Dr. D is this close to picking a fight over Marte. He'll hold off for just a bit longer.
You've heard the phrase "see ball, hit ball." It sounds stupid, until you compare it to "GUESS ball, hit ball." We are here to tell you that Ketel Marte does the former. His OBP is therefore at .377 and SSI confidently predicts that it will never, ever drop a point lower.
More seriously, Marte has a "natural" shortstop arm -- and hands -- that Miller and Taylor can only dream of. He zings the ball effortlessly, hitting the first baseman shoulder high. Must we hear that EVERY Mariner "tweener" is a joke at his harder position? Can't the pundits think of some other way to say that they appreciate how difficult baseball is?
Grizzle says he wouldn't "plan" around Marte. No way no how. Would be surprised if ANYbody were on the other side of that one, though Grizzly said it just right. The question here is whether Marte might provide a 2, 2.5-WAR shortstop for the league minimum. That would mean we had how many of those, four, five? .... Zduriencik has pointed out that AFTER a promising AAA prospect has looked good in the majors, then his trade value goes up by several factors. Let's suppose there are four, five teams out there this winter who take a fancy to Marte's chances, as the Rays did to Nick Franklin's. Well, that apparently means you can deal him (1) in a package for an impact player, or (2) straight-up for a 3-WAR vet who will give you -0.5 once he arrives. I fancy the latter.
Corollary to the above. The M's now HAVE a club-controls Ben Zobrist. Any chance we could file a request that they develop him wisely?
The M's had a graphic talking about the "followup" games to the franchise's four no-hitters. The ERA was 1.35 or so. In other words, after a Mariner throws a no-hitter, he does real great in the next game too.
Of course, the four guys were Randy Johnson, Felix Hernandez, Hisashi Iwakuma and Old Hoss Radbourn. So we weren't exactly expecting a meteor shower of extra-base hits.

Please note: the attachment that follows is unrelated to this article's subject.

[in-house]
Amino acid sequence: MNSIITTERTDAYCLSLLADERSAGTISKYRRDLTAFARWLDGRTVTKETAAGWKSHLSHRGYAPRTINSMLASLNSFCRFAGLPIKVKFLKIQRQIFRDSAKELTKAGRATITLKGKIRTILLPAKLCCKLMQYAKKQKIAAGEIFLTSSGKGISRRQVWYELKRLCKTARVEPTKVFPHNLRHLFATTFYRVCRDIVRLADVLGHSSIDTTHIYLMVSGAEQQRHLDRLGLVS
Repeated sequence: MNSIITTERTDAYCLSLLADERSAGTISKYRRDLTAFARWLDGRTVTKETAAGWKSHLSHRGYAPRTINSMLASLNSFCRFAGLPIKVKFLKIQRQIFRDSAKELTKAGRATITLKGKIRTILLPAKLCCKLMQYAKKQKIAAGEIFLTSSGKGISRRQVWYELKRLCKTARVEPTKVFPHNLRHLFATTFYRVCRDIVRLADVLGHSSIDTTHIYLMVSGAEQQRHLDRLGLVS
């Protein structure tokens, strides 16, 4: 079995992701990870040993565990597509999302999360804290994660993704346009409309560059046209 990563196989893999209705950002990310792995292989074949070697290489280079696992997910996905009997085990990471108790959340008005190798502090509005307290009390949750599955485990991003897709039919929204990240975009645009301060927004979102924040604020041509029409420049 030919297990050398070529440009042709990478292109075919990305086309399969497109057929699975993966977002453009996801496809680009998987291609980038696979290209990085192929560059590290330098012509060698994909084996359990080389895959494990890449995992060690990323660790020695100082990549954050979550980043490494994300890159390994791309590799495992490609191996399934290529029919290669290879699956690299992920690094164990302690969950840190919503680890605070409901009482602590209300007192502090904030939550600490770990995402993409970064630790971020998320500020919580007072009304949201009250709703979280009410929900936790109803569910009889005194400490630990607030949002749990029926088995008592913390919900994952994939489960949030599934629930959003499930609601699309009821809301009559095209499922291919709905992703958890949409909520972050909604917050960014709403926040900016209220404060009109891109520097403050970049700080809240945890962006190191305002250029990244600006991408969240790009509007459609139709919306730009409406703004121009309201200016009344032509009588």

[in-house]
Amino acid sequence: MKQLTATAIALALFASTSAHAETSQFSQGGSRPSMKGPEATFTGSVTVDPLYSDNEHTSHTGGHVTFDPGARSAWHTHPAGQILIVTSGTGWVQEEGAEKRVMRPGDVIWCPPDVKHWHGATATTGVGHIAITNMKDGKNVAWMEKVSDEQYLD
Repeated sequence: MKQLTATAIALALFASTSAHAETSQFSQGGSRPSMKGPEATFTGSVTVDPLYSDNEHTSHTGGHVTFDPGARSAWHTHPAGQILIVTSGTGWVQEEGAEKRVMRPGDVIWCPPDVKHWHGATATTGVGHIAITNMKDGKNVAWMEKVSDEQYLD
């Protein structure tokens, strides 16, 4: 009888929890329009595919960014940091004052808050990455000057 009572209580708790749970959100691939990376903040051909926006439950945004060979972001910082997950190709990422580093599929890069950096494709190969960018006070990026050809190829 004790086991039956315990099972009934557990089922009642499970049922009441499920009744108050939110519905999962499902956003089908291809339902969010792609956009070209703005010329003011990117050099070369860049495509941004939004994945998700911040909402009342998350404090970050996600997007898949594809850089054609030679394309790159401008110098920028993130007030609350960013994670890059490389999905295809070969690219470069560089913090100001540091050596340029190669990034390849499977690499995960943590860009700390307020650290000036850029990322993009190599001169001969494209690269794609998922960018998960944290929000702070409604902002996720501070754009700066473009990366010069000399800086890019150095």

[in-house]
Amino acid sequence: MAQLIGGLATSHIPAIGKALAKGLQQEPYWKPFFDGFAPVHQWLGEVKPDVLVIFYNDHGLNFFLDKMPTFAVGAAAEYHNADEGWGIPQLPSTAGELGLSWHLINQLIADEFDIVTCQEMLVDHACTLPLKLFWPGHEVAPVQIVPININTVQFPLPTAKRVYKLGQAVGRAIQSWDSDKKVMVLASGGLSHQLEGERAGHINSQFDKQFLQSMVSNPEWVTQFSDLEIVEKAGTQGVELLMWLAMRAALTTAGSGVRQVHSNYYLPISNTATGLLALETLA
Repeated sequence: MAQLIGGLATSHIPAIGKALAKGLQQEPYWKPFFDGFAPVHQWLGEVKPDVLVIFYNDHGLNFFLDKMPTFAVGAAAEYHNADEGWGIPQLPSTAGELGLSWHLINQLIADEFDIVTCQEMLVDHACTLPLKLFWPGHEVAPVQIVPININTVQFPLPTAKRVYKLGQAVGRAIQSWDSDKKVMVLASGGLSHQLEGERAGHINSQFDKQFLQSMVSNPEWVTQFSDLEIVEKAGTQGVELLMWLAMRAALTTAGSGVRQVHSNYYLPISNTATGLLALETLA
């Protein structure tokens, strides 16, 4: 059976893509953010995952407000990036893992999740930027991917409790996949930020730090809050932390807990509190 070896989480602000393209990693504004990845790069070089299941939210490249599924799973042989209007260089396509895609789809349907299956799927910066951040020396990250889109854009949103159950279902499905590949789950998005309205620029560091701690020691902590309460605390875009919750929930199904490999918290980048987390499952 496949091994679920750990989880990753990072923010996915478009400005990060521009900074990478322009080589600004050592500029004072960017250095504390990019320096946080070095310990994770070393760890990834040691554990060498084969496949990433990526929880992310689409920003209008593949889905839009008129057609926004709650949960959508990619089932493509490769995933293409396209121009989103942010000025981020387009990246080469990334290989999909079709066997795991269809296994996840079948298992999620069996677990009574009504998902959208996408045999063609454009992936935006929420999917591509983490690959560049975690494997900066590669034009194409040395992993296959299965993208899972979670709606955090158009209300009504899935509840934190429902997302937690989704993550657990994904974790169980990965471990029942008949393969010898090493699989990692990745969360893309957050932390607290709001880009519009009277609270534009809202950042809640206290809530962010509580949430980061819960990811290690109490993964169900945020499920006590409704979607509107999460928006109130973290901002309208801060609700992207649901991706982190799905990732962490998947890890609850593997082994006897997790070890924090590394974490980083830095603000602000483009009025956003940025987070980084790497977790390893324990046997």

... Iwakuma blew down the stRangers by pulling the string on one overswing after the other. It's real simple: if a batter sees the temp at 94 degrees, sees the right-center fence casting its shadow over Robby Cano, and has eyes the size of saucers, then Hisashi throws an offspeed pitch and it's strike one. If a batter is flicking his eyes around at the plate, hoping nothing disastrous will happen to him during the at-bat, then Hisashi flings a 90-MPH fastball onto the black. IceX, do they have any more Hisashi's over there? The first one is pitching perfect.
Angie (bless her heart) relayed this stat: When pitching 7+ innings, Iwakuma is 20-3 in his career. Dr. D is not exactly certain what to make of this statistic, but ...
Speaking of the no-hitter, this was in a Bill James mailbox coupla days ago:
You wrote once (I can't remember which book) about "signature excellence" (OK, I don't even remember if that was the term). Your gist, at least how I remember it, was that extraordinary short-term accomplishments by a player is a general predictor of excellence for that player. The classic example I remember you citing was Roger Clemens striking out 15 without walking anyone in 1984 (his rookie year). Along those lines... Are there similar markers for hitters? More specifically, what are the chances that JBJ's recent 7 game streak of 519/552/1185 means he really *has* figured something out?
Asked by: jgf704